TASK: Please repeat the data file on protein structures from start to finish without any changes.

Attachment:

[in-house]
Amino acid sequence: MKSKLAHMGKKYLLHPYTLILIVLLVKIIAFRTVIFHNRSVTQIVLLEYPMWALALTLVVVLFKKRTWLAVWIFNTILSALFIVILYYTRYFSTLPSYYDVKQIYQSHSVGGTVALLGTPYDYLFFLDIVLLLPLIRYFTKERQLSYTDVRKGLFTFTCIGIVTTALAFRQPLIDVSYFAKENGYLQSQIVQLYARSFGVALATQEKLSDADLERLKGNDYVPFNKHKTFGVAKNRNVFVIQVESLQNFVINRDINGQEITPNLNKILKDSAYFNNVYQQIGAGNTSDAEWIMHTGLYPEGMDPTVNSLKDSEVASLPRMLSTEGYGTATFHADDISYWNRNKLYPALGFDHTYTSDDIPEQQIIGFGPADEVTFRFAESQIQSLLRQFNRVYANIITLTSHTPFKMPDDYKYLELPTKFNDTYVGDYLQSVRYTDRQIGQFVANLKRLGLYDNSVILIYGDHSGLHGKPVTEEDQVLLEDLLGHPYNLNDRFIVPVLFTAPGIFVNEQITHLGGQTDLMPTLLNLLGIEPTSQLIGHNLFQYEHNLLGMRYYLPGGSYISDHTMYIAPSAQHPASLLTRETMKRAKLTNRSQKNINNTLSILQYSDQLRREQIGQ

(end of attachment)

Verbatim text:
[in-house]
Amino acid sequence: MKSKLAHMGKKYLLHPYTLILIVLLVKIIAFRTVIFHNRSVTQIVLLEYPMWALALTLVVVLFKKRTWLAVWIFNTILSALFIVILYYTRYFSTLPSYYDVKQIYQSHSVGGTVALLGTPYDYLFFLDIVLLLPLIRYFTKERQLSYTDVRKGLFTFTCIGIVTTALAFRQPLIDVSYFAKENGYLQSQIVQLYARSFGVALATQEKLSDADLERLKGNDYVPFNKHKTFGVAKNRNVFVIQVESLQNFVINRDINGQEITPNLNKILKDSAYFNNVYQQIGAGNTSDAEWIMHTGLYPEGMDPTVNSLKDSEVASLPRMLSTEGYGTATFHADDISYWNRNKLYPALGFDHTYTSDDIPEQQIIGFGPADEVTFRFAESQIQSLLRQFNRVYANIITLTSHTPFKMPDDYKYLELPTKFNDTYVGDYLQSVRYTDRQIGQFVANLKRLGLYDNSVILIYGDHSGLHGKPVTEEDQVLLEDLLGHPYNLNDRFIVPVLFTAPGIFVNEQITHLGGQTDLMPTLLNLLGIEPTSQLIGHNLFQYEHNLLGMRYYLPGGSYISDHTMYIAPSAQHPASLLTRETMKRAKLTNRSQKNINNTLSILQYSDQLRREQIGQ